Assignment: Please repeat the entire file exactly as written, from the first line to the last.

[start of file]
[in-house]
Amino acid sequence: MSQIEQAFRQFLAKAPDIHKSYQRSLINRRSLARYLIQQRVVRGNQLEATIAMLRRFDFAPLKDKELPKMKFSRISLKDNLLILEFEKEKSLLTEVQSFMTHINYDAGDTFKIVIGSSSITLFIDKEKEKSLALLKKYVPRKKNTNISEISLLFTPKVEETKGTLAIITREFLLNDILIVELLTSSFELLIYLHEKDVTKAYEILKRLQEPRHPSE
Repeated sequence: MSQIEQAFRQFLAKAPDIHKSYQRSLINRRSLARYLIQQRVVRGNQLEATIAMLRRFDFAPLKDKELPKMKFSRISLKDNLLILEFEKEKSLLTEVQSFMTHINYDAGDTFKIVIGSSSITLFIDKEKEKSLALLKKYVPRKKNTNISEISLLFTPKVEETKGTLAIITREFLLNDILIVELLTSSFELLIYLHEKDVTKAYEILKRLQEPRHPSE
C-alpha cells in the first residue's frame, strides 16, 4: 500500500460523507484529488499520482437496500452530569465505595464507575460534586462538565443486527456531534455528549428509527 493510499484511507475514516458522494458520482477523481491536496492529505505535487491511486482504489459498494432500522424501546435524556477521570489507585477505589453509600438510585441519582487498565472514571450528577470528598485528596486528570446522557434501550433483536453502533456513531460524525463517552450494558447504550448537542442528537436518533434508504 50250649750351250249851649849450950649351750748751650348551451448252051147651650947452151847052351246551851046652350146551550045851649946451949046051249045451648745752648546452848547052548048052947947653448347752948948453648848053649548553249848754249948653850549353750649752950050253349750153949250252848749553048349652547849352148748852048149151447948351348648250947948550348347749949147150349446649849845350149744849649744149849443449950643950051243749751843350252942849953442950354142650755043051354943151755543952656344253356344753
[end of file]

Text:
[in-house]
Amino acid sequence: MSQIEQAFRQFLAKAPDIHKSYQRSLINRRSLARYLIQQRVVRGNQLEATIAMLRRFDFAPLKDKELPKMKFSRISLKDNLLILEFEKEKSLLTEVQSFMTHINYDAGDTFKIVIGSSSITLFIDKEKEKSLALLKKYVPRKKNTNISEISLLFTPKVEETKGTLAIITREFLLNDILIVELLTSSFELLIYLHEKDVTKAYEILKRLQEPRHPSE
Repeated sequence: MSQIEQAFRQFLAKAPDIHKSYQRSLINRRSLARYLIQQRVVRGNQLEATIAMLRRFDFAPLKDKELPKMKFSRISLKDNLLILEFEKEKSLLTEVQSFMTHINYDAGDTFKIVIGSSSITLFIDKEKEKSLALLKKYVPRKKNTNISEISLLFTPKVEETKGTLAIITREFLLNDILIVELLTSSFELLIYLHEKDVTKAYEILKRLQEPRHPSE
C-alpha cells in the first residue's frame, strides 16, 4: 500500500460523507484529488499520482437496500452530569465505595464507575460534586462538565443486527456531534455528549428509527 493510499484511507475514516458522494458520482477523481491536496492529505505535487491511486482504489459498494432500522424501546435524556477521570489507585477505589453509600438510585441519582487498565472514571450528577470528598485528596486528570446522557434501550433483536453502533456513531460524525463517552450494558447504550448537542442528537436518533434508504 50250649750351250249851649849450950649351750748751650348551451448252051147651650947452151847052351246551851046652350146551550045851649946451949046051249045451648745752648546452848547052548048052947947653448347752948948453648848053649548553249848754249948653850549353750649752950050253349750153949250252848749553048349652547849352148748852048149151447948351348648250947948550348347749949147150349446649849845350149744849649744149849443449950643950051243749751843350252942849953442950354142650755043051354943151755543952656344253356344753